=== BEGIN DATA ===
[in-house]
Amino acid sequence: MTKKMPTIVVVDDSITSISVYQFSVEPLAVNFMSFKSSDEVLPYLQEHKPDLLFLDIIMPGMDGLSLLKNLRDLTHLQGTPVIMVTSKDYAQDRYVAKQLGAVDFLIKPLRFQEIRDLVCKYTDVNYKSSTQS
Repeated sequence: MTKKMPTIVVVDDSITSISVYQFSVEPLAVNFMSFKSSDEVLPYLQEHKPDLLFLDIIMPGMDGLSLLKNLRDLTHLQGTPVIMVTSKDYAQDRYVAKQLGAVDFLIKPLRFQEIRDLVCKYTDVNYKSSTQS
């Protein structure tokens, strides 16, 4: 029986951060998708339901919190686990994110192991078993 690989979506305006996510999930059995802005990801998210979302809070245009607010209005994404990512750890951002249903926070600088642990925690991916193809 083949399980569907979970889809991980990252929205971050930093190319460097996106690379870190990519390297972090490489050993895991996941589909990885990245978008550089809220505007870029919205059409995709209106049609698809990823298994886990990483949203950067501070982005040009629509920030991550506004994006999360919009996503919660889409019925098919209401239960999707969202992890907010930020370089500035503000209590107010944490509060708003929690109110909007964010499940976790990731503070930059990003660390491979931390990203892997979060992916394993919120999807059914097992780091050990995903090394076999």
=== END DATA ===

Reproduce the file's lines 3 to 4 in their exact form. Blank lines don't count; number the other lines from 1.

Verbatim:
Repeated sequence: MTKKMPTIVVVDDSITSISVYQFSVEPLAVNFMSFKSSDEVLPYLQEHKPDLLFLDIIMPGMDGLSLLKNLRDLTHLQGTPVIMVTSKDYAQDRYVAKQLGAVDFLIKPLRFQEIRDLVCKYTDVNYKSSTQS
């Protein structure tokens, strides 16, 4: 029986951060998708339901919190686990994110192991078993 690989979506305006996510999930059995802005990801998210979302809070245009607010209005994404990512750890951002249903926070600088642990925690991916193809 083949399980569907979970889809991980990252929205971050930093190319460097996106690379870190990519390297972090490489050993895991996941589909990885990245978008550089809220505007870029919205059409995709209106049609698809990823298994886990990483949203950067501070982005040009629509920030991550506004994006999360919009996503919660889409019925098919209401239960999707969202992890907010930020370089500035503000209590107010944490509060708003929690109110909007964010499940976790990731503070930059990003660390491979931390990203892997979060992916394993919120999807059914097992780091050990995903090394076999």